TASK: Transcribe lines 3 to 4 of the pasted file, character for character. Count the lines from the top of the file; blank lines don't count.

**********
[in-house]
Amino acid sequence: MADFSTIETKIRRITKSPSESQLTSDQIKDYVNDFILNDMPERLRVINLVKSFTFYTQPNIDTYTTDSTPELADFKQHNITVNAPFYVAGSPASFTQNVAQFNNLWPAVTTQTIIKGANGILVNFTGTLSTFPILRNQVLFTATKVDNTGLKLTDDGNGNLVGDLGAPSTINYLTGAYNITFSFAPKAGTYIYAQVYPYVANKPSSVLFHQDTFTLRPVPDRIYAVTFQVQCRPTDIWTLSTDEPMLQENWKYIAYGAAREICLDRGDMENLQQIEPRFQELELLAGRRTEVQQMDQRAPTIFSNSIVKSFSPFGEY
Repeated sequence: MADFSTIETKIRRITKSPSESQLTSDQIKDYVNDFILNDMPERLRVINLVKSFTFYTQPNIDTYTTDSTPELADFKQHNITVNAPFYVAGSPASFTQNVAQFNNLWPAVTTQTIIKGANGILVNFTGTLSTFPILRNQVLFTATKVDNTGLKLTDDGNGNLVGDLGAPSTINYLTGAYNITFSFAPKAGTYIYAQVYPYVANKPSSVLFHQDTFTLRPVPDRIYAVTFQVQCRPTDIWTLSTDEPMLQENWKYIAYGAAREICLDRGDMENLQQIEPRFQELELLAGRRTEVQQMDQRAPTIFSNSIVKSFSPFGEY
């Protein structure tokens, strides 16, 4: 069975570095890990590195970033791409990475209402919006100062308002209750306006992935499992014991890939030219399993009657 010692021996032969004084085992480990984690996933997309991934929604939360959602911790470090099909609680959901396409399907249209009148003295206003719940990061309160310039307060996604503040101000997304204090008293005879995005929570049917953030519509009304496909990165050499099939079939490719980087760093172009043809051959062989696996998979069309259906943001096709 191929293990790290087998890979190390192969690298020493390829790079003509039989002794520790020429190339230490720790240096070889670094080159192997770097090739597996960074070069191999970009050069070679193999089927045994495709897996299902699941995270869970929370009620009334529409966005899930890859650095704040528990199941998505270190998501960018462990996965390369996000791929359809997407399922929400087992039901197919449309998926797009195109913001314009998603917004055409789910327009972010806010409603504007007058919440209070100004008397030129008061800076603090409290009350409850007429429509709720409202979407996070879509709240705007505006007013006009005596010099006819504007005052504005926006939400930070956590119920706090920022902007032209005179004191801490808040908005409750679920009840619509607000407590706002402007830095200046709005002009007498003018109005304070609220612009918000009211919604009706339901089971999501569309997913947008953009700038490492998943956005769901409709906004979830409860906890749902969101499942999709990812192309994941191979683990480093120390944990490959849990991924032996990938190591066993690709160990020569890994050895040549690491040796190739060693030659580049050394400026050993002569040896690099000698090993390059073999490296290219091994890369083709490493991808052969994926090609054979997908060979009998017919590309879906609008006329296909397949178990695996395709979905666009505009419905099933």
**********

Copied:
Repeated sequence: MADFSTIETKIRRITKSPSESQLTSDQIKDYVNDFILNDMPERLRVINLVKSFTFYTQPNIDTYTTDSTPELADFKQHNITVNAPFYVAGSPASFTQNVAQFNNLWPAVTTQTIIKGANGILVNFTGTLSTFPILRNQVLFTATKVDNTGLKLTDDGNGNLVGDLGAPSTINYLTGAYNITFSFAPKAGTYIYAQVYPYVANKPSSVLFHQDTFTLRPVPDRIYAVTFQVQCRPTDIWTLSTDEPMLQENWKYIAYGAAREICLDRGDMENLQQIEPRFQELELLAGRRTEVQQMDQRAPTIFSNSIVKSFSPFGEY
């Protein structure tokens, strides 16, 4: 069975570095890990590195970033791409990475209402919006100062308002209750306006992935499992014991890939030219399993009657 010692021996032969004084085992480990984690996933997309991934929604939360959602911790470090099909609680959901396409399907249209009148003295206003719940990061309160310039307060996604503040101000997304204090008293005879995005929570049917953030519509009304496909990165050499099939079939490719980087760093172009043809051959062989696996998979069309259906943001096709 191929293990790290087998890979190390192969690298020493390829790079003509039989002794520790020429190339230490720790240096070889670094080159192997770097090739597996960074070069191999970009050069070679193999089927045994495709897996299902699941995270869970929370009620009334529409966005899930890859650095704040528990199941998505270190998501960018462990996965390369996000791929359809997407399922929400087992039901197919449309998926797009195109913001314009998603917004055409789910327009972010806010409603504007007058919440209070100004008397030129008061800076603090409290009350409850007429429509709720409202979407996070879509709240705007505006007013006009005596010099006819504007005052504005926006939400930070956590119920706090920022902007032209005179004191801490808040908005409750679920009840619509607000407590706002402007830095200046709005002009007498003018109005304070609220612009918000009211919604009706339901089971999501569309997913947008953009700038490492998943956005769901409709906004979830409860906890749902969101499942999709990812192309994941191979683990480093120390944990490959849990991924032996990938190591066993690709160990020569890994050895040549690491040796190739060693030659580049050394400026050993002569040896690099000698090993390059073999490296290219091994890369083709490493991808052969994926090609054979997908060979009998017919590309879906609008006329296909397949178990695996395709979905666009505009419905099933």